The story opens with Jacky seated in her cabin aboard the Lorelei Lee with Jaimy, Higgins, and other loyal friends and crew celebrating their recent escape from the penal colony in New South Wales. Suddenly the wind and waves pick up as a typhoon moves in. It’s all hands on deck. The treacherous storm pummels the ships, and the mast of the Lorelei Lee is severed. Jacky becomes entangled in the lines, and pulled overboard into the roiling sea...
Jacky survives against the odds like I knew she would--bobbing up like a cork-- but finds herself washed ashore in a strange land desperate to get back to her loved ones and clear their names of crimes against the crown. And here the new adventure begins! You won't find any spoilers here, but Jacky meets some new and important people, one that's deeply satisfying and made me cheer for the scared little orphan girl that still exists deep within our heroine, while also running into some old enemies in some very gratifying ways. Awesome sauce!
I really enjoyed Mark of the Golden Dragon, and its a must read for fans of the series. Meyer does a great job with the series, and with each new book the characters continue to develop and grow and change.
Kudos for the tale he’s telling. It’s not a story focused around a single event or conflict that can be quickly resolved, but the story of an orphaned girl’s life as she makes her way in the world during the early nineteenth century. With paranormal romance being all the rage these days, it’s refreshing to take a break from the supernatural and read historical fiction, especially a series with such a fun-loving, spirited, and unpredictable protagonist as Jacky Faber.
Although written from Jacky’s perspective—often upbeat and witty—this story is just as much Jaimy Fletcher's as Jacky's. Meyer uses letters written by Jaimy as a tool to give readers a glimpse into his anguished mind after Jacky's presumed death. He's tortured by all the wrongs done to them in the past and vengeance coils inside of him, dark and sinister.
The only issue I had with the story was Jaimy Fletcher's limited point of view. In The Wake of the Lorelei Lee, Meyer expounded on Jaimy's point of view to give us the full impact of the brutal treatment he suffered at the hands of the guards aboard the Cerberus, and his eventual mutiny of the ship. It would have added more to Mark of the Dragon if he'd done the same, giving readers the chance to experience Jaimy's decent into madness. Jaimy has become such an interesting, dynamic character that I'm almost sorry the story is told from Jacky's limited point of view.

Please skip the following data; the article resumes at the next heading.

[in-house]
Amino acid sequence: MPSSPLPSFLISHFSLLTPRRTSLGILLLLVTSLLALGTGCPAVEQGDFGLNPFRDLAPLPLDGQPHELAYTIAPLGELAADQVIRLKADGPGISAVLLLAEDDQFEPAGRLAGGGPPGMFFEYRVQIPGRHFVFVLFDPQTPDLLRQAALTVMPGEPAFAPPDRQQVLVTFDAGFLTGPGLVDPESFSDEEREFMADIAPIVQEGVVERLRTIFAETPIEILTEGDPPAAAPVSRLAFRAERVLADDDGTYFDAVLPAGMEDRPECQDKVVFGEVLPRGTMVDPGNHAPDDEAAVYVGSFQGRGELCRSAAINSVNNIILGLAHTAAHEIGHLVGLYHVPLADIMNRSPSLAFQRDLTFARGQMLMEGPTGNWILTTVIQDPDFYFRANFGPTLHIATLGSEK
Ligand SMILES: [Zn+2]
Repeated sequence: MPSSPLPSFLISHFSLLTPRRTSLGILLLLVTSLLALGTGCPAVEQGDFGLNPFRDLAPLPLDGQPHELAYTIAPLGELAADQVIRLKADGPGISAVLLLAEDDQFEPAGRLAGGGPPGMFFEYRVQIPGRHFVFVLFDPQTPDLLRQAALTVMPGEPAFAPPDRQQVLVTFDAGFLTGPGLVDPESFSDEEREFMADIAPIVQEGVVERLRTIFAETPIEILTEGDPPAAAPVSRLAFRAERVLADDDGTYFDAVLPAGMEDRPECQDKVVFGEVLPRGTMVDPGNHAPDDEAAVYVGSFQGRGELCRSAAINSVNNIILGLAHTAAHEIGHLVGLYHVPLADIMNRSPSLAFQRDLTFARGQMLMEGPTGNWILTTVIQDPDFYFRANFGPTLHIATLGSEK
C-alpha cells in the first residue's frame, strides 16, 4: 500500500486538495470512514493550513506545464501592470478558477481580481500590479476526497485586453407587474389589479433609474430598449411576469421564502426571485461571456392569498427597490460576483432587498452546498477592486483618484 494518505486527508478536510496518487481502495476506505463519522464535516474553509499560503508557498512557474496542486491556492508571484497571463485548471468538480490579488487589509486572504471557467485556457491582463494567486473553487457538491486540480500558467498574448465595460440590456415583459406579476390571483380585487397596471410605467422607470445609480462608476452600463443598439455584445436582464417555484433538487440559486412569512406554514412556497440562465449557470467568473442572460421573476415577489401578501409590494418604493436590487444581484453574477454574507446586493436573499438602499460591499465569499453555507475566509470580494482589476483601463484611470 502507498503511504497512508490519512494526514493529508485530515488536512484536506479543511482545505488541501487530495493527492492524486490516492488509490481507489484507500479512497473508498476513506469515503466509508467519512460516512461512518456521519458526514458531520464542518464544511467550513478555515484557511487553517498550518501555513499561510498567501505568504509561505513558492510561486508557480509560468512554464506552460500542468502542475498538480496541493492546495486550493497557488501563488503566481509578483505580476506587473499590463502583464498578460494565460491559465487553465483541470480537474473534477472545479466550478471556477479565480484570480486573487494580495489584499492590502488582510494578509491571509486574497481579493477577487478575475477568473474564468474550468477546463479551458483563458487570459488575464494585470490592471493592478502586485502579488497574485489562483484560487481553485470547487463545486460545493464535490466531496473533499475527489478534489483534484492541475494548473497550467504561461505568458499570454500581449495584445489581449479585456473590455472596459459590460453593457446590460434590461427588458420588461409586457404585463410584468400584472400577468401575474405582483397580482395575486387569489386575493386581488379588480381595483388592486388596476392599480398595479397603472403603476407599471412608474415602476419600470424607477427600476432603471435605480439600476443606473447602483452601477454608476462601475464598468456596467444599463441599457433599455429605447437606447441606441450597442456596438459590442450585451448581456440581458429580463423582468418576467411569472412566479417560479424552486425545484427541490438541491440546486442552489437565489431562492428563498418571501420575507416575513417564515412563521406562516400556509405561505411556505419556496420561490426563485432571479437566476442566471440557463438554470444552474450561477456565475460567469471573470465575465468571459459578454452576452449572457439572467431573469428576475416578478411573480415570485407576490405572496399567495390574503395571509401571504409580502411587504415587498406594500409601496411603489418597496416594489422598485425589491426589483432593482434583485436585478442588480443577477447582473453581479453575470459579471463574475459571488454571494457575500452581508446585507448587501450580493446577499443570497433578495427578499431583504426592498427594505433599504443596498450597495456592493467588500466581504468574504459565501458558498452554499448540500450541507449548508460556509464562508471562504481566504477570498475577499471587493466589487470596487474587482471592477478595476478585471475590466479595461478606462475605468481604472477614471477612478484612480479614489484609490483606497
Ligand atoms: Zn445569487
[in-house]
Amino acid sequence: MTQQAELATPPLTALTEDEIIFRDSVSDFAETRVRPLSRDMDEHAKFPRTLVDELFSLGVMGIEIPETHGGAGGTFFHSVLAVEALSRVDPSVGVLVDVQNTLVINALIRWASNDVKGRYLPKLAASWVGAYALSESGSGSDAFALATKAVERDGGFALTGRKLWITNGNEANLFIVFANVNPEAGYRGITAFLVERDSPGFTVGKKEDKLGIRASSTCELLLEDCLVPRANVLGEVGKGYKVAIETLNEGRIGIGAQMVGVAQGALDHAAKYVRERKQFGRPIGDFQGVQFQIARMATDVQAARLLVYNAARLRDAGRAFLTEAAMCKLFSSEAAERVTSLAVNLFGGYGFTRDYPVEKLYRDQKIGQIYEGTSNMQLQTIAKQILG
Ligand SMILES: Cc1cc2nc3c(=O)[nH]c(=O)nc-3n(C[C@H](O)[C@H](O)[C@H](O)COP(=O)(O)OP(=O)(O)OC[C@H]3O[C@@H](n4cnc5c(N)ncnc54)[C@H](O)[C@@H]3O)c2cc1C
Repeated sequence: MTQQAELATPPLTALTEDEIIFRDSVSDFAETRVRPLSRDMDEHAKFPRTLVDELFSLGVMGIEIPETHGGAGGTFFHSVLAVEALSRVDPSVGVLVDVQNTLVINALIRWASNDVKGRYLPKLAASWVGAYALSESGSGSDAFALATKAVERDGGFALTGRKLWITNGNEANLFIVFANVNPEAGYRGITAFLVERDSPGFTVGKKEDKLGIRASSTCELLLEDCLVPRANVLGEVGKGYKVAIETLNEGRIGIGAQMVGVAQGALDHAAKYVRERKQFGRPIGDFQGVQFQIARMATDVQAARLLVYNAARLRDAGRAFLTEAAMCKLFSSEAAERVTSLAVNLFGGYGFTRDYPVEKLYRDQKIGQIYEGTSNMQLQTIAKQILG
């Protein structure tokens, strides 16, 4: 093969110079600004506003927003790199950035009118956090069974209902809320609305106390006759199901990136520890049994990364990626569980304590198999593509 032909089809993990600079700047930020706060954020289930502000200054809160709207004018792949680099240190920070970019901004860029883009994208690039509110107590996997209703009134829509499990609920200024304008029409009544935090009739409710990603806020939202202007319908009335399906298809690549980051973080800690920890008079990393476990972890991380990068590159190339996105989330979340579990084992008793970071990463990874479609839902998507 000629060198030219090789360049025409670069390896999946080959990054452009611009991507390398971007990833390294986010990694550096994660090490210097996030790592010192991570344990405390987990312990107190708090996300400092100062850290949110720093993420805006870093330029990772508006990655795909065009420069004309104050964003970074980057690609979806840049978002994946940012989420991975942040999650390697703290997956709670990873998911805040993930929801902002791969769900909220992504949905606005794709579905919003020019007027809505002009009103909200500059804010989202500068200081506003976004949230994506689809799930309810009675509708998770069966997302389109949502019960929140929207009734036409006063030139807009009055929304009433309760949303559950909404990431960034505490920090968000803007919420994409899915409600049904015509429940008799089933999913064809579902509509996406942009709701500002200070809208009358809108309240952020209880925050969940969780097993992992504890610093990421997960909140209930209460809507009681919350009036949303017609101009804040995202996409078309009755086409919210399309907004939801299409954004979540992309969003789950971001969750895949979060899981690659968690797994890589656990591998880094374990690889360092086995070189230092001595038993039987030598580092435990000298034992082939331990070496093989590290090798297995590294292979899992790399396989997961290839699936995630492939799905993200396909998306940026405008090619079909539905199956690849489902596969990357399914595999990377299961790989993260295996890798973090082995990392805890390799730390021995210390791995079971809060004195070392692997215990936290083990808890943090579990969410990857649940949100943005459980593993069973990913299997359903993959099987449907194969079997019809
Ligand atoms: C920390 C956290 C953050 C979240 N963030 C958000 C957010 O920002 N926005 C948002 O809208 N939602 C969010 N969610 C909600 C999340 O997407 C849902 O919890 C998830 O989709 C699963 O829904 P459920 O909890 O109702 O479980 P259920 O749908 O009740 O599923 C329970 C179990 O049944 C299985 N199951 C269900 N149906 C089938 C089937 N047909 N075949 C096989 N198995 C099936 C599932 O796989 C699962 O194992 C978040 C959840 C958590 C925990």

So is this the book where Jacky and Jaimy finally get their happily ever after? It’s safe to say without spoileriness that they don’t. The more I read, the more unpredictable this aspect of the series becomes. Jacky and Jaimy fell in love when they were very young, around nine or ten years old. How many puppy love romances like theirs actually survive the changes of growing up? Is their love strong enough to withstand all they've gone through?
Also, Jacky is a flirtatious young woman that loves to be the center of attention, and admits that she has feelings for Joseph Jared (the salty sailor that nicknamed her Puss-n-boots) and the suave and sophisticated Richard Allen. Jaimy, although he loves Jacky, has had his share of sexy business with Clementine by the river and in the hayloft. Tsk, tsk, you rascal!
How will this romance end? Meyer isn't giving us any clues, and in Mark of the Golden Dragon, he shows us that matters of the heart are never simple.
Mark of the Dragon is another fun addition to the Bloody Jack Adventures. If you haven't started the series, what's stopping you? Sail the seas, buckle some swash, and fall in love!
Addendum: LA Meyer agreed to an interview, plus I know something you don't know-na na--well, maybe you do know, but he actually told me this himself last summer while I was in Maine so I'm really rather excited about it, and relieved, and curious and frustrated (the man can really keep a secret) but all of this will be posted near the release date of Mark of the Golden Dragon
Posted on goodreads.com and shelfari.com